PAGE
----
If BANK1 still tried to defend its defective product design by telling the cardholder to remind themselves to go the Internet Banking portal a couple of days later, I imagine that many people – including me – will go looking for another bank instead.

We can easily foresee BANK1 defending its product by arguing that the cardholder could visit Internet Banking to find out more details and judge the veracity of the transaction. That argument would fall flat for more than one reason: One, it defeats the basic purpose of using an everywhere-everytime-on channel like mobile phone. Two, it demands more effort from the cardholder. Three, and most importantly, it won’t work anyway: While SMS alerts come in realtime, card transactions are posted only a couple of days later on Internet Banking.  A visit to Internet Banking immediately upon receipt of an SMS alert wouldn’t reveal the existence of the transaction, let alone its underlying details.

If BANK1 continued to defend its defective product design by telling the cardholder to remind themselves to go the Internet Banking portal a couple of days later, I imagine that many people – including me – will go to another bank instead.

BANK2 has gone the extra mile and designed its SMS alert product in a more comprehensive manner. By delivering more detailed information, its SMS alert clearly accomplishes the goal of alerting cardholders to potential fraud.

ClairMails 2-way SMS Alert

2-way SMS Alert

On the face of it, the difference between the two products might appear trivial to a product manager but, to a customer, it makes all the difference between a good and a bad product. We wish there was a better way of putting this, but the plain and simple fact is, BANK2’s product works and BANK1’s product does not. Worse still, the sloppy design of BANK1’s product leads to False-Positives, induces anxiety and asks the customer jump several hoops to derive any actionable intelligence from it.

Now, moving on to the second goal of the product, namely to prevent fraud, let’s look at how these two products fare. Supposing a cardholder spots a fraud, what should she do? As per current design, the cardholder has to call the bank’s call center to report this transaction. We all know how painful that could be, especially for something as time critical as this.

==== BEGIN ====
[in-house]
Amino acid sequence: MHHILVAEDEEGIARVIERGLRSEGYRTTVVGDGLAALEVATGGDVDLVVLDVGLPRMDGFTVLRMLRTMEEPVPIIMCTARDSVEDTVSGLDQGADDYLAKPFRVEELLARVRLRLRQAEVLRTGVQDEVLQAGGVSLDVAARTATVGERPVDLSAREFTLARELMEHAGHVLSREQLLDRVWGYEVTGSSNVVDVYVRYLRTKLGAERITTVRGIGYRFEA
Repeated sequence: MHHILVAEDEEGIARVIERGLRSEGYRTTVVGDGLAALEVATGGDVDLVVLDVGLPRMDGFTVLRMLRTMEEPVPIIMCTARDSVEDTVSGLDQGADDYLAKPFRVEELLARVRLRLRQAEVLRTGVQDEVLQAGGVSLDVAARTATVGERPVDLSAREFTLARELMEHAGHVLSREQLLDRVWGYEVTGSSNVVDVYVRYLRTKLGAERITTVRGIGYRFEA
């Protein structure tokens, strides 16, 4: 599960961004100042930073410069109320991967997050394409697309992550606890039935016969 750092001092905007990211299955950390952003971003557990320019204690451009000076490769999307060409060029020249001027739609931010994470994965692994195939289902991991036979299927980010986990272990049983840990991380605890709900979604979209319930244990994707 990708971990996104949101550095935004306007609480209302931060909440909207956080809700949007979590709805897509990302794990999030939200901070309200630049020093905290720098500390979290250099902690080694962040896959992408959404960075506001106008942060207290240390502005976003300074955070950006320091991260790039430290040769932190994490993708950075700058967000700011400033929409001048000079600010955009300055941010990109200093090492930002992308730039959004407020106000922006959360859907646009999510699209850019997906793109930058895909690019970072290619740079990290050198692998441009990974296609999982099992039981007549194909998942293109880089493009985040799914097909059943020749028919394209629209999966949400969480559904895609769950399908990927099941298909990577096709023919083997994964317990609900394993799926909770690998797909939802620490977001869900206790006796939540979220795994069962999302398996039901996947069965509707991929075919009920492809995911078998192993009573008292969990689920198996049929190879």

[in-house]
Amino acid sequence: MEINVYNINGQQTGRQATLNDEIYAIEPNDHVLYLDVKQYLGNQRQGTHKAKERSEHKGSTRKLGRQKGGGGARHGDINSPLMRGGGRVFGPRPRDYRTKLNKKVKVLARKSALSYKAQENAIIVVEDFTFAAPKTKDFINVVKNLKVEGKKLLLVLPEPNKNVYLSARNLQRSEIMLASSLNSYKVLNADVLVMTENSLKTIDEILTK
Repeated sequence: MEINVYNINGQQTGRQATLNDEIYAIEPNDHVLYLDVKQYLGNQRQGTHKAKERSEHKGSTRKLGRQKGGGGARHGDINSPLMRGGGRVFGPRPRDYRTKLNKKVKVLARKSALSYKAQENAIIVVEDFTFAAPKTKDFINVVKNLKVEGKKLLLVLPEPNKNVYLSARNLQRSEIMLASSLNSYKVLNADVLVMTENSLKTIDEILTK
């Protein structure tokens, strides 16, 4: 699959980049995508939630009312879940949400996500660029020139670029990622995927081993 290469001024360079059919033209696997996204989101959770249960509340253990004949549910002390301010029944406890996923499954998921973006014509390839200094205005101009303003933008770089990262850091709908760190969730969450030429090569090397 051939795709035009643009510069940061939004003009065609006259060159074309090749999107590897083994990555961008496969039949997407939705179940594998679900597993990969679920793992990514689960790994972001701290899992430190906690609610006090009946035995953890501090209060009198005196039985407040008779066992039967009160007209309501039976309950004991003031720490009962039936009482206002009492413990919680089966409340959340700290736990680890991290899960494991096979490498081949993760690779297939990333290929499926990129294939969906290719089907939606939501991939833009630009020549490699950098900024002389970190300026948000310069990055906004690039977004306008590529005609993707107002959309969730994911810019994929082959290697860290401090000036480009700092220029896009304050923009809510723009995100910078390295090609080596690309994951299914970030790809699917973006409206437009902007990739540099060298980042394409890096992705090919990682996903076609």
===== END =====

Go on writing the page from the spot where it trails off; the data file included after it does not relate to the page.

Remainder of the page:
We wish banks implement 2-way SMS alerts – yes, they’re already available  – such that the cardholder can reply with a simple “STOP” message to block a fraudulent transaction.

For banks who think we’re perhaps asking for too much, we’re not: We admit we could be victims of a common consumer affliction that is so succinctly expressed by the German saying “Waehrend des Essens kommt das Appetit“, which translates to “the appetite grows during the meal”. At the same time, like most consumers, we recognize that “there is no free lunch” and might be open to paying a nominal charge for the advanced version of this product. This could create an additional revenue stream for banks, which isn’t something they would want to sneeze at, especially in this post Dodd-Frank-Durbin era of the tight squeeze exercised by regulators on overdraft, interchange and other traditional sources of fee income.

Malls, Me And Catch-22

Friday, September 16th, 2011

I recently realized that wherever I go, malls follow.

My mall karma started when I was working in Ramco Systems in Chennai, India. Located in the basement of Apex Plaza in Nungambakkam High Road in the late ‘nineties, my office was adjacent to Landmark. Now a part of the TATA Group with countrywide presence through several stores selling books and music, Landmark was then a single bookstore. When its management decided to enter music, the store needed more space and took over our side of the floor. And out we went – to the third floor of the same building.


Phoenix Market City, Pune-Nagar Road, Pune

Then came my stint at the headquarters of Zensar Technologies in Pune, India, in 2003. My office was located in a building on Pune-Nagar Road that was a famous landmark in Pune for several decades. Although I moved on from Zensar in 2004, the office location remained on my radar since it’s close to my home in Kalyaninagar. Around 2005 or so, Zensar sold this plot and moved to a new facility. For the next 3-4 years, we were seeing some massive construction activity happening there on a “stealth” mode. Only around six months ago did it become widely known that this was the site of one ‘Phoenix Market City’, a mall. And so it turned out that yet another of my office locations became a mall.